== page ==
3. The Lions are one of the better two-win teams in the league, as they play every team -- good or bad -- extremely close. But this week, they face the revitalized (maybe for one game) Cowboys. If the 'Boys take the Lions lightly, they will make a huge mistake. Dallas' offensive line played much better last week, even though the Cowboys failed to convert a third down in the first half. They made big plays, which set up their scores and kept their third downs to a minimum.
4. The more I think about the Browns' home loss last week, when they refused to settle for a tie, the more I believe the tie was the best course of action. They would be 3-5-1, and that half-game is better than a loss. This week's game features the slow wideouts of the Browns against the slow secondary of the Jags. The Browns must play their style, which includes being patient with the ball and trying to gain a possession a game.
5. The Chiefs have the Cardinals at home this week, then travel to Seattle -- both winnable games. But the Chiefs must play at their early-season level and not where they have been the last two weeks. They dominated the Raiders and lost, then were dominated by the Broncos. It's critical for the Chiefs to be a balanced team and not get behind early in the game. They must play from in front.
6. The Texans' offense will move the ball on the Jets, they will pass protect the Jets' pressure package, and if they can play any defense, they might have a chance to win the game. But unless their defense takes a huge step, or the Jets get into their turnover mode, the Texans will lose. This Texans defense makes every offense look like the 2000 Rams.
7. Each week I write that the Vikings' defensive line must take over the game, and they never do -- unless you count the last four minutes of the Cardinals game. So, why do I think they will turn it around this week? I don't. Even though they are playing at home with the benefit of crowd noise, I still don't think the Vikings' defensive line can win the game. The Packers blocked them well in Green Bay; they might have a little problem to start, but should be able to make all their throws. Left tackle Chad Clifton has played really well all year.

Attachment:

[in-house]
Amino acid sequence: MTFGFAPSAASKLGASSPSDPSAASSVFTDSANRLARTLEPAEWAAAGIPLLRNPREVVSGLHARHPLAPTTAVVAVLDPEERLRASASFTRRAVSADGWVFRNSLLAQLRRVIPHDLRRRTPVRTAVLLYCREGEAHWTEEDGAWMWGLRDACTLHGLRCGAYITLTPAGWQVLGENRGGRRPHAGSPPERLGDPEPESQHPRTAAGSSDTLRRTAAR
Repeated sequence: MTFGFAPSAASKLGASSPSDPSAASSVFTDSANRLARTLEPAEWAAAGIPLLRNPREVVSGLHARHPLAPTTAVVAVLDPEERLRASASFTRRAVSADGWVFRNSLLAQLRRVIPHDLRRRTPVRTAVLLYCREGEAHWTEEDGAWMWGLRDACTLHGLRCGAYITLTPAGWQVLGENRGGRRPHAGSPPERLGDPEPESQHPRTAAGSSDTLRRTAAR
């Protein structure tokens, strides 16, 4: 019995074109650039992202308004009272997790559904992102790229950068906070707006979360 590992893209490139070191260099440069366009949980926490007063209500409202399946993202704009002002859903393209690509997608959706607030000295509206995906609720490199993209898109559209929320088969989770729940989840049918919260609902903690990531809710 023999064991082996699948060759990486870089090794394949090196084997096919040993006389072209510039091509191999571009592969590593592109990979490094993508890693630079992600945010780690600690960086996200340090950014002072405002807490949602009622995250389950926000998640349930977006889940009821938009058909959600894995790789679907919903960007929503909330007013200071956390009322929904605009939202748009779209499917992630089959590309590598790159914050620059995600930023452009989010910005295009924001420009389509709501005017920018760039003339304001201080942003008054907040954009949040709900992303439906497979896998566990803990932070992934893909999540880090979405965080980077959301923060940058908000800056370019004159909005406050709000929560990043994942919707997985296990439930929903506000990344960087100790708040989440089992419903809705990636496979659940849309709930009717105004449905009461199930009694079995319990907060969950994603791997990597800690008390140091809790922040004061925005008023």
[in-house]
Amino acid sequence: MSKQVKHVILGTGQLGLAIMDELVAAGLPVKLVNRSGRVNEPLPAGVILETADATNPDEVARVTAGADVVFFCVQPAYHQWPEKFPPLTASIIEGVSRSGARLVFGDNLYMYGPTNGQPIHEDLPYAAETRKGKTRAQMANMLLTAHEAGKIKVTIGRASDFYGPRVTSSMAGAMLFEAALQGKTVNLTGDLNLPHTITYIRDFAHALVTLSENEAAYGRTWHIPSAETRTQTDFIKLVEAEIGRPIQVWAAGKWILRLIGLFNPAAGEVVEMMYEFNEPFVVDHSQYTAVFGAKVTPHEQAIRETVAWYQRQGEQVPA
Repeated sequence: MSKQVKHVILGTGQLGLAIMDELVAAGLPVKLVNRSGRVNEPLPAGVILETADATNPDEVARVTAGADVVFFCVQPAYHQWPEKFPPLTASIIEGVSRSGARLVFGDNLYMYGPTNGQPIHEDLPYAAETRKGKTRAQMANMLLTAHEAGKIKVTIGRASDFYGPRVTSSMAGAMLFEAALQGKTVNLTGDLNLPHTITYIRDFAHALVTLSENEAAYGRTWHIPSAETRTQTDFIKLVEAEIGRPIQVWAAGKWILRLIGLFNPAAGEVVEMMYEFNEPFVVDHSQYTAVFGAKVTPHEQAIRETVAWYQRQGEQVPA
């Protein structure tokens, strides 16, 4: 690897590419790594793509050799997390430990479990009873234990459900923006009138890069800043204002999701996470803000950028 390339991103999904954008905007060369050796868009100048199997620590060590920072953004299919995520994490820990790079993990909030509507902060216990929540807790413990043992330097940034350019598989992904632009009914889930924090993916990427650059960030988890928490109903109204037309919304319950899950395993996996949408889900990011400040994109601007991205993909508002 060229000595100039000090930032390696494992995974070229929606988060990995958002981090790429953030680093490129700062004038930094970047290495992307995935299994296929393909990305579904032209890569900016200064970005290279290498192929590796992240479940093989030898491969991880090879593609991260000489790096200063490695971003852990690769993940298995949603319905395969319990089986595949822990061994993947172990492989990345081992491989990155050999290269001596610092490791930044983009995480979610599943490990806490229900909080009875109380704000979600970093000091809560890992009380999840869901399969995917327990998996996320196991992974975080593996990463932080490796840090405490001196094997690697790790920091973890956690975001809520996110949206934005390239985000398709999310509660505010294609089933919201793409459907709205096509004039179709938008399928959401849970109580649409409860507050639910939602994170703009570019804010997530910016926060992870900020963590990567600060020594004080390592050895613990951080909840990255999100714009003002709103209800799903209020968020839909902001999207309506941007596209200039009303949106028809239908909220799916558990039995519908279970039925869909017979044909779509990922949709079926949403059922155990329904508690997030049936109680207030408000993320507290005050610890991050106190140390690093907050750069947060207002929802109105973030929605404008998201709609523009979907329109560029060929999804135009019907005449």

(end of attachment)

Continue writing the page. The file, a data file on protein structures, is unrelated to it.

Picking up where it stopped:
8. On paper, the Raiders-Steelers game looks like an easy win for Pittsburgh, but the Raiders' defense matches up well with the Steelers' offense. The Raiders can cover man to man on the Steelers' receivers -- with the exception of Mike Wallace, who they need to double -- and their defensive line can dominate the Steelers' line. Mike Tomlin put the Steelers back in pads this week, so he knows there is a sense of urgency for his team to improve. This will be a close game, and a good game, and I think the Steelers win... but it will be close.
9. The Redskins were embarrassed last week, and this week they face an opponent that will be familiar to offensive coordinator Kyle Shanahan. He knows the Titans' defense from his time with the Texans, which should benefit him when designing a game plan. Can Washington's defense show up and handle Chris Johnson? I know I sound like a broken record, but the 'Skins have no business being in a 3-4 defense; they do not have the personnel.
10. Make sure you check out "Playbook" on NFL Network -- the NFC show, where I break down the Saints' expressway package, which allows quarterback Drew Brees to shift the formation and then run a check-with-me passing game at the line of scrimmage. Similar to Peyton Manning, but with Brees handling all the checks.
11. I promise Buccaneers fans, if the Bucs beat the 49ers on the road, then I am going to stop being skeptical and jump on the bandwagon. The 49ers are playing well, and Troy Smith might not look great all the time, but he does have great leadership skills. The 49ers seem to believe in him as a player.
12. Since Mike Smith has been coach of the Falcons, gaining a halftime lead has been nearly insurmountable. His team is 22-1 when leading at the half. The Falcons play best with the lead -- it keeps their run game alive and keeps their defense from having to fight toe to toe. The Rams must play well early and must force the Falcons to become one dimensional, using their quickness to slow down the Falcons' running game.
13. Denver played its best game of the year on both sides of the ball last week. With all the injuries to their defense, the Broncos were forced to play more 4-3 than their base 3-4. Last week, they went back to their 3-4 -- moved Mario Haggan outside and starting Joe Mays inside. Both played well and this week in San Diego, the Broncos need to get outside backer Robert Ayers back into the lineup to help their pass rush.